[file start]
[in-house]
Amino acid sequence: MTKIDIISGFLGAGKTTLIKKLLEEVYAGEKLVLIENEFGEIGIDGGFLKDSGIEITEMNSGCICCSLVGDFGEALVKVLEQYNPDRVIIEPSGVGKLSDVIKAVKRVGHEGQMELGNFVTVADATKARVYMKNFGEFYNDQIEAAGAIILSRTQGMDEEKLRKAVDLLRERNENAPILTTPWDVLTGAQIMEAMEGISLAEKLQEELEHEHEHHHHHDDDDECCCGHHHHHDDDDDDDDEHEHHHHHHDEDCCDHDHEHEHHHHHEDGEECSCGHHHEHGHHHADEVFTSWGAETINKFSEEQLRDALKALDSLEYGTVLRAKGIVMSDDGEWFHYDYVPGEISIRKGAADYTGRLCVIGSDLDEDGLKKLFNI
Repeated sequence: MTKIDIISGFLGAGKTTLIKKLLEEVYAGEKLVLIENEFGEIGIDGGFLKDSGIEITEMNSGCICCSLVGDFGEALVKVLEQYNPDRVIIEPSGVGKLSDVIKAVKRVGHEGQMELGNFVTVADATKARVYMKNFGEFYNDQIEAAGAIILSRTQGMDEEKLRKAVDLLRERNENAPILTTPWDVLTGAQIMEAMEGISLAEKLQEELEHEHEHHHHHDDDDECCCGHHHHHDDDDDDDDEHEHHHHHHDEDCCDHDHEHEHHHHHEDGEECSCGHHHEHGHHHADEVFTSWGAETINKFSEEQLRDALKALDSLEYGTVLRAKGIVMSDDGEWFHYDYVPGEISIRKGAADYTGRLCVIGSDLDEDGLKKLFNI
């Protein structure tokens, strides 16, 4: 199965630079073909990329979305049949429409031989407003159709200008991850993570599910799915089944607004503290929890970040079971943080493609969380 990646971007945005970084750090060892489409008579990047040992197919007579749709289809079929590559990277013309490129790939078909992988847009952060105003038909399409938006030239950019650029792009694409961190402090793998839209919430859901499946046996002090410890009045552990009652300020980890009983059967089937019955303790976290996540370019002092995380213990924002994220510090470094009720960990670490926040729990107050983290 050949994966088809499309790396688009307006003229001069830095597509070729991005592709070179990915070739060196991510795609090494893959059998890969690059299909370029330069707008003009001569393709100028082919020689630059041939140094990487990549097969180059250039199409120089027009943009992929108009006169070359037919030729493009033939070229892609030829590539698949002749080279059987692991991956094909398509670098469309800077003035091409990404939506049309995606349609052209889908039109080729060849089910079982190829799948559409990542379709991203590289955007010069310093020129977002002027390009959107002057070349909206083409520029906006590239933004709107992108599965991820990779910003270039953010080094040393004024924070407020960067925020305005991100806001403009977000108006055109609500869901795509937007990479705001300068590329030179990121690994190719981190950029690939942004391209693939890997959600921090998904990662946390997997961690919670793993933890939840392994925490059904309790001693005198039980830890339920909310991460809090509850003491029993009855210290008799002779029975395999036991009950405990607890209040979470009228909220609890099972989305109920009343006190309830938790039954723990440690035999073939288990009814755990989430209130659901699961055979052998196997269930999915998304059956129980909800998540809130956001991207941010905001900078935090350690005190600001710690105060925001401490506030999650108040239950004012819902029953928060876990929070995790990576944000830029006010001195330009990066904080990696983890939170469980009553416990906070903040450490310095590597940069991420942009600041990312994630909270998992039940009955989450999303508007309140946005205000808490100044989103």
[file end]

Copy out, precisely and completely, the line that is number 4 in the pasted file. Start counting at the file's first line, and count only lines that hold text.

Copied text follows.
């Protein structure tokens, strides 16, 4: 199965630079073909990329979305049949429409031989407003159709200008991850993570599910799915089944607004503290929890970040079971943080493609969380 990646971007945005970084750090060892489409008579990047040992197919007579749709289809079929590559990277013309490129790939078909992988847009952060105003038909399409938006030239950019650029792009694409961190402090793998839209919430859901499946046996002090410890009045552990009652300020980890009983059967089937019955303790976290996540370019002092995380213990924002994220510090470094009720960990670490926040729990107050983290 050949994966088809499309790396688009307006003229001069830095597509070729991005592709070179990915070739060196991510795609090494893959059998890969690059299909370029330069707008003009001569393709100028082919020689630059041939140094990487990549097969180059250039199409120089027009943009992929108009006169070359037919030729493009033939070229892609030829590539698949002749080279059987692991991956094909398509670098469309800077003035091409990404939506049309995606349609052209889908039109080729060849089910079982190829799948559409990542379709991203590289955007010069310093020129977002002027390009959107002057070349909206083409520029906006590239933004709107992108599965991820990779910003270039953010080094040393004024924070407020960067925020305005991100806001403009977000108006055109609500869901795509937007990479705001300068590329030179990121690994190719981190950029690939942004391209693939890997959600921090998904990662946390997997961690919670793993933890939840392994925490059904309790001693005198039980830890339920909310991460809090509850003491029993009855210290008799002779029975395999036991009950405990607890209040979470009228909220609890099972989305109920009343006190309830938790039954723990440690035999073939288990009814755990989430209130659901699961055979052998196997269930999915998304059956129980909800998540809130956001991207941010905001900078935090350690005190600001710690105060925001401490506030999650108040239950004012819902029953928060876990929070995790990576944000830029006010001195330009990066904080990696983890939170469980009553416990906070903040450490310095590597940069991420942009600041990312994630909270998992039940009955989450999303508007309140946005205000808490100044989103």